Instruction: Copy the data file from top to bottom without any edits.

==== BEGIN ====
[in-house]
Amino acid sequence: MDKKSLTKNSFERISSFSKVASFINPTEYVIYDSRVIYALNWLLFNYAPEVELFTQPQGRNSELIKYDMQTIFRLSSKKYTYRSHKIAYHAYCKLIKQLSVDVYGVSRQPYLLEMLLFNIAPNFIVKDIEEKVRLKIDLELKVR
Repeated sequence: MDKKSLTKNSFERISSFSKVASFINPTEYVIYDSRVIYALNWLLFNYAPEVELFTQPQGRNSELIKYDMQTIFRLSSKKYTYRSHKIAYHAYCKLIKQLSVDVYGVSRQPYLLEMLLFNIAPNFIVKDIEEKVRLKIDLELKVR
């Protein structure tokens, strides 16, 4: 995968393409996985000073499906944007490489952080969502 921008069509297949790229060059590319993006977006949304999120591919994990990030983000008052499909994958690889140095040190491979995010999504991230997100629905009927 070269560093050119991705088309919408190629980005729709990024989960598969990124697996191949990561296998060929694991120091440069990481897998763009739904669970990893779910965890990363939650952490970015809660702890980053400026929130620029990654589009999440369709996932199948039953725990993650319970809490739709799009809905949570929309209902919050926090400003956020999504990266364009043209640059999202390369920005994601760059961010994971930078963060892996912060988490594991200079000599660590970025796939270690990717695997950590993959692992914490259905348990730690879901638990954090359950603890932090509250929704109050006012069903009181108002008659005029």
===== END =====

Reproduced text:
[in-house]
Amino acid sequence: MDKKSLTKNSFERISSFSKVASFINPTEYVIYDSRVIYALNWLLFNYAPEVELFTQPQGRNSELIKYDMQTIFRLSSKKYTYRSHKIAYHAYCKLIKQLSVDVYGVSRQPYLLEMLLFNIAPNFIVKDIEEKVRLKIDLELKVR
Repeated sequence: MDKKSLTKNSFERISSFSKVASFINPTEYVIYDSRVIYALNWLLFNYAPEVELFTQPQGRNSELIKYDMQTIFRLSSKKYTYRSHKIAYHAYCKLIKQLSVDVYGVSRQPYLLEMLLFNIAPNFIVKDIEEKVRLKIDLELKVR
């Protein structure tokens, strides 16, 4: 995968393409996985000073499906944007490489952080969502 921008069509297949790229060059590319993006977006949304999120591919994990990030983000008052499909994958690889140095040190491979995010999504991230997100629905009927 070269560093050119991705088309919408190629980005729709990024989960598969990124697996191949990561296998060929694991120091440069990481897998763009739904669970990893779910965890990363939650952490970015809660702890980053400026929130620029990654589009999440369709996932199948039953725990993650319970809490739709799009809905949570929309209902919050926090400003956020999504990266364009043209640059999202390369920005994601760059961010994971930078963060892996912060988490594991200079000599660590970025796939270690990717695997950590993959692992914490259905348990730690879901638990954090359950603890932090509250929704109050006012069903009181108002008659005029």